Higher education is a critical catalyst for economic growth, social development and nation building. Globalisation, urbanisation, increasing income levels and aspirations, coupled with growing business complexities, have increased demand for business managers and hence management programmes.
If the demographic dividend favourable to India is supported by strong political will and industry leadership, India has the potential to be a global hub of research and innovation in the next decade. It is also on the way to becoming a global supplier of skilled workforce in the next one decade. The recent futuristic initiative, Make in India, by the Narendra Modi-led government would only fuel this growth.
Today, India has more than one-fourth of all the B-schools in the world (about 4,000 out of 15,000 globally). Several among these B-schools offer more than one management programme at the post-graduate level. Thus, we have at least 5,000 such programmes in India. This is fast growth considering formal management education in India started only 65 years ago (when XLRI Jamshedpur was established in 1949 as India's first business school - 130 years after the world's first business school, ESCP Europe, was founded in Paris in 1819). This translates into opening about 62 B-schools each year since then or more than five B-schools a month in India, a very high figure considering the growth of other streams of higher education!
However, the growth story of management education in India is not so rosy - it is surrounded by complexities and uncertainties. The flip-flop policies on higher education, lack of planning and viewing "education-as-business" has led to mushrooming of many poor-quality B-schools, especially in the last 10 years. This unplanned, unchecked growth has backfired as several of them have shut shop and many more are expected to do so for want of students.
Further, there is a serious lack of evidence why management courses in India are considered as technical education and come under the All India Council for Technical Education (AICTE). Several dozen cases are pending at different courts on issues like deemed university status and related to AICTE approvals, etc.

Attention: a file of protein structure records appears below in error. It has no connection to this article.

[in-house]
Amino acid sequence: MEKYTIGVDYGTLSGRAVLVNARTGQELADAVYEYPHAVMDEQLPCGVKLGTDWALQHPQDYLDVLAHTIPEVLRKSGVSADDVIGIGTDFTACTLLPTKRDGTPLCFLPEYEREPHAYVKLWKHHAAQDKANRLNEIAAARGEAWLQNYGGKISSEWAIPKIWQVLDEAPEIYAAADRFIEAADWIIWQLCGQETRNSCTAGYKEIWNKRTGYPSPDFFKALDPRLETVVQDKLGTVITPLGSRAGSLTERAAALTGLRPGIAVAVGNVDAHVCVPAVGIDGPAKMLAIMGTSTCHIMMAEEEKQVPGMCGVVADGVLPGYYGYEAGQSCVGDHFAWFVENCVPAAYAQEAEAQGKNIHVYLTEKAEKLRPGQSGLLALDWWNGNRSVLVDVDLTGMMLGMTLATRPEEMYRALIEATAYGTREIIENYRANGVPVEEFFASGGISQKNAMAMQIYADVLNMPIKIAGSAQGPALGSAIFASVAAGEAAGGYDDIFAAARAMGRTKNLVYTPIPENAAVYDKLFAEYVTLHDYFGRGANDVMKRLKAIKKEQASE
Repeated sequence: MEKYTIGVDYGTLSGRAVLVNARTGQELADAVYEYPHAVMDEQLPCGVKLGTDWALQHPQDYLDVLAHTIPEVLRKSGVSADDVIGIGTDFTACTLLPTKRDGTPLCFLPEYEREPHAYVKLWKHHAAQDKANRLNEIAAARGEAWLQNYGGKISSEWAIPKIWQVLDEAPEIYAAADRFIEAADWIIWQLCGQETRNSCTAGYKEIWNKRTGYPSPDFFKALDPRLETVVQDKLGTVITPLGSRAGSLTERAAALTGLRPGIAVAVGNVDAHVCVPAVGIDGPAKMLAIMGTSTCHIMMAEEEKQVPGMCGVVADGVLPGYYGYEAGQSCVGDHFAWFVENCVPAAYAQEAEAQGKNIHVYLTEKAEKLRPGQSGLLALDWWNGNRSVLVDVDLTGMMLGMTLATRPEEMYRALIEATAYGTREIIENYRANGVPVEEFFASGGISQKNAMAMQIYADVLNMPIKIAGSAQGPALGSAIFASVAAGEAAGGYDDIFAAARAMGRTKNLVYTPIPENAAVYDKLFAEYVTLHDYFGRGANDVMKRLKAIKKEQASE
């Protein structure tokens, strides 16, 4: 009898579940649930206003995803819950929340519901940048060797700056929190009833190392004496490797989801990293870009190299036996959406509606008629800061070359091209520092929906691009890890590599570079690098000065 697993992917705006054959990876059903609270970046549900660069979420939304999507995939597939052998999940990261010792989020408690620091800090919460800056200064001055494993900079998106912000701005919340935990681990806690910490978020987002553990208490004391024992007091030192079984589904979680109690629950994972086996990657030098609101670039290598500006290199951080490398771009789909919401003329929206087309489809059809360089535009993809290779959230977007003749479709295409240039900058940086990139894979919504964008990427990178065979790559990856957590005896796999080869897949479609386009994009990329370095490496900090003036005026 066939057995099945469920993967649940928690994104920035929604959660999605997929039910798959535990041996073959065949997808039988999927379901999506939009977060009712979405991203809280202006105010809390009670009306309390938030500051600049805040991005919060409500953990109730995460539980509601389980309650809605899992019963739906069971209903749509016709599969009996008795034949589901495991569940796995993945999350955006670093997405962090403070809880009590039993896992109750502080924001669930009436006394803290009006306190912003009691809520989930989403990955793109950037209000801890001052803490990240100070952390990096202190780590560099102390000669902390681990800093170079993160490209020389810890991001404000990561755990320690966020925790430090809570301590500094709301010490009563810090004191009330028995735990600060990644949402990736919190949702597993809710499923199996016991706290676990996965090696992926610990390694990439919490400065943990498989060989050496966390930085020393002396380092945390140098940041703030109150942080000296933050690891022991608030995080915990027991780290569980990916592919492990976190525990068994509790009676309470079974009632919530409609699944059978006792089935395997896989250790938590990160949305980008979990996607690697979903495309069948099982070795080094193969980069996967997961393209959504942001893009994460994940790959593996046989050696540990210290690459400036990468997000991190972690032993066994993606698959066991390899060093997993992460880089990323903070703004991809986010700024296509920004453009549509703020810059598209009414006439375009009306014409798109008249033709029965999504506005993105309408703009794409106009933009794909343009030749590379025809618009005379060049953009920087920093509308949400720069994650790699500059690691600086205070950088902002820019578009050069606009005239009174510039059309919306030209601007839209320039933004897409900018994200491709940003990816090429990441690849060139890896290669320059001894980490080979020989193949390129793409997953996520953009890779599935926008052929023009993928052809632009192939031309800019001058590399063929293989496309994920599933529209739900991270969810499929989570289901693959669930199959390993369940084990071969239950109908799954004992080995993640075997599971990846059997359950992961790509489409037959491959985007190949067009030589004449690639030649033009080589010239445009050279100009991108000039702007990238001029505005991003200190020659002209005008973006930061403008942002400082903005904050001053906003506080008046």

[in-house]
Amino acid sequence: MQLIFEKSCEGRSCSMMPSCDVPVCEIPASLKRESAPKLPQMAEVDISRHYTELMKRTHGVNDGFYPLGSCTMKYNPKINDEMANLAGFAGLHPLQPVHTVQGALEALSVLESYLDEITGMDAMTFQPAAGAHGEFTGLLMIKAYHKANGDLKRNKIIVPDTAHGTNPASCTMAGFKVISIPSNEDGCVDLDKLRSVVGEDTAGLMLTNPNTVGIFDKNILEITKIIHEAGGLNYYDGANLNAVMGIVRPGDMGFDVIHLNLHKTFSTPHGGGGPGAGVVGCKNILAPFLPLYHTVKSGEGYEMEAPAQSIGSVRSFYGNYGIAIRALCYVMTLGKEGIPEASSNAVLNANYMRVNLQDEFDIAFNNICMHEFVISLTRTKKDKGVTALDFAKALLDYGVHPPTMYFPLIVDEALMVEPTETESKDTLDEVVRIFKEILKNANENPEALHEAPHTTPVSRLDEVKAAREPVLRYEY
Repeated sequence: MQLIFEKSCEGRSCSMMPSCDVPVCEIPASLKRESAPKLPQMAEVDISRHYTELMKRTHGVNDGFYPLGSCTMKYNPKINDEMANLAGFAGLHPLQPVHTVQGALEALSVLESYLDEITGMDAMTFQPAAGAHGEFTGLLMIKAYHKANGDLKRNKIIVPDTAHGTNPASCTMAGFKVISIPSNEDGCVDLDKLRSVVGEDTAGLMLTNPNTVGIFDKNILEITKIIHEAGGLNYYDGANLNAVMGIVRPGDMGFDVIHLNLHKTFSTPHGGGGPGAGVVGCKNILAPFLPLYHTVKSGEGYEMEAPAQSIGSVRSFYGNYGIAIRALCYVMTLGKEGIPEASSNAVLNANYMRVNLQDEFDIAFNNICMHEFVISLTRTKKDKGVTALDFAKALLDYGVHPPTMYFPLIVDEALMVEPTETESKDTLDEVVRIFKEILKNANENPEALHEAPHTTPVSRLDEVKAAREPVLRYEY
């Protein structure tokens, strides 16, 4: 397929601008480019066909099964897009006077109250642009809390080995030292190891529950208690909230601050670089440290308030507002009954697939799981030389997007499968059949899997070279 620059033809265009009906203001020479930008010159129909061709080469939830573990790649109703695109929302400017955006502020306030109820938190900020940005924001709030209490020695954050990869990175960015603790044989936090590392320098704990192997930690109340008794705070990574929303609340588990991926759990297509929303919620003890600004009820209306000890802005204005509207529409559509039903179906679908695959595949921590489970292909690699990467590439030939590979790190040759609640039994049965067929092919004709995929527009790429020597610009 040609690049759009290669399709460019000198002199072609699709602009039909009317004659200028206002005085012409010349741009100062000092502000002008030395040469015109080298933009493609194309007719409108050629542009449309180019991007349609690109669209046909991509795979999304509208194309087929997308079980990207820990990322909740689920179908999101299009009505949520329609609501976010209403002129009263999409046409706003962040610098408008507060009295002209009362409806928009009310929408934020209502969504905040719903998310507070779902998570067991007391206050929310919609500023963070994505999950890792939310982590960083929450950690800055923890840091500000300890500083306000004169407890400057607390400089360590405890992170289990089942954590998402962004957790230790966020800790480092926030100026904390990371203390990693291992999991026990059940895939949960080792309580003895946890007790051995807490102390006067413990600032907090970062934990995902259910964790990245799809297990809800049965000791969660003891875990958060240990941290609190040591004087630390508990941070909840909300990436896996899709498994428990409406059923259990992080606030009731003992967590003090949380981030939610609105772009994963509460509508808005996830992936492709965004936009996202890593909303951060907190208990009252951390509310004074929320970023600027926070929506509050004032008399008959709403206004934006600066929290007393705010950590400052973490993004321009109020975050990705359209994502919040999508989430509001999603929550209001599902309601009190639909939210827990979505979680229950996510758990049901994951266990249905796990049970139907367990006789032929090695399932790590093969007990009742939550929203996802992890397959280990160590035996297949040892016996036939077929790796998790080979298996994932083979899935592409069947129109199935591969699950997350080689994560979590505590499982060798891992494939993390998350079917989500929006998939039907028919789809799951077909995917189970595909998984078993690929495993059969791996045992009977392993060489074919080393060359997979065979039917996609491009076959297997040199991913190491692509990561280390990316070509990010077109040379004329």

The Advertising Standards Council of India regularly receives complaints on B-schools coming up with false claims in their unsubstantiated advertisements. A case in point is the recent Delhi High Court ruling that barred an institute from offering MBA degrees. Then there are issues like single institutions offering several management education programmes - some affiliated with a far-away university awarding MBA degree, some AICTE-approved diplomas, and other non-affiliated and non-approved programmes. All these concerns create negativity and aspiring students are always in a dilemma while making a decision.
The BT-MDRA study found that except the top B-schools, the number of applications as well as final admissions have gone down - this trend is so pronounced at the lower rung institutions (with some getting as low as 10 applications!) that many more colleges might shut down soon. In contrast, among top colleges, the number of applications as well as actual admissions have gone up. In terms of placements too, these top institutes have improved, while the bottom ones are witnessing the worst. Thus, the top colleges are getting stronger by understanding the needs of the MBA education and appropriately moving towards fulfilling these needs. This is also echoed in recent global rankings where top Indian institutes are making inroads.
All these trends reflect a maturing market where aspiring students as well as industry have started learning the tactics used by not-so-good B-schools in securing admissions and placements. The market (both students and recruiters) is clearly showing the door to poor-quality institutes that do not add value. Such decisions are certainly helped by the kind of approach and detailing put by the BT-MDRA ranking.
The author is Executive Director, MDRA
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